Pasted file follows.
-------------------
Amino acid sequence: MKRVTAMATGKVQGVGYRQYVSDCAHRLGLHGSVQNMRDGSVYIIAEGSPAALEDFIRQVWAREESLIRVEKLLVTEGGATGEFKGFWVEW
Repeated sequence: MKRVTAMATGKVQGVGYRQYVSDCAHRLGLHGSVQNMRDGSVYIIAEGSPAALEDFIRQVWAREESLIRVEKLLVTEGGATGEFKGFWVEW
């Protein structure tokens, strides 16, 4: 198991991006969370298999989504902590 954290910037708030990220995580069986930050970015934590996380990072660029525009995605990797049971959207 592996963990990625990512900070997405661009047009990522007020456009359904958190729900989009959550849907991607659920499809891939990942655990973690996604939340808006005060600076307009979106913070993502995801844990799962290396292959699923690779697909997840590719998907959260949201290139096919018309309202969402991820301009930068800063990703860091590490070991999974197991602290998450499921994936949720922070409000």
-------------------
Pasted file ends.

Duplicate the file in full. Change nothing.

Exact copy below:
Amino acid sequence: MKRVTAMATGKVQGVGYRQYVSDCAHRLGLHGSVQNMRDGSVYIIAEGSPAALEDFIRQVWAREESLIRVEKLLVTEGGATGEFKGFWVEW
Repeated sequence: MKRVTAMATGKVQGVGYRQYVSDCAHRLGLHGSVQNMRDGSVYIIAEGSPAALEDFIRQVWAREESLIRVEKLLVTEGGATGEFKGFWVEW
């Protein structure tokens, strides 16, 4: 198991991006969370298999989504902590 954290910037708030990220995580069986930050970015934590996380990072660029525009995605990797049971959207 592996963990990625990512900070997405661009047009990522007020456009359904958190729900989009959550849907991607659920499809891939990942655990973690996604939340808006005060600076307009979106913070993502995801844990799962290396292959699923690779697909997840590719998907959260949201290139096919018309309202969402991820301009930068800063990703860091590490070991999974197991602290998450499921994936949720922070409000």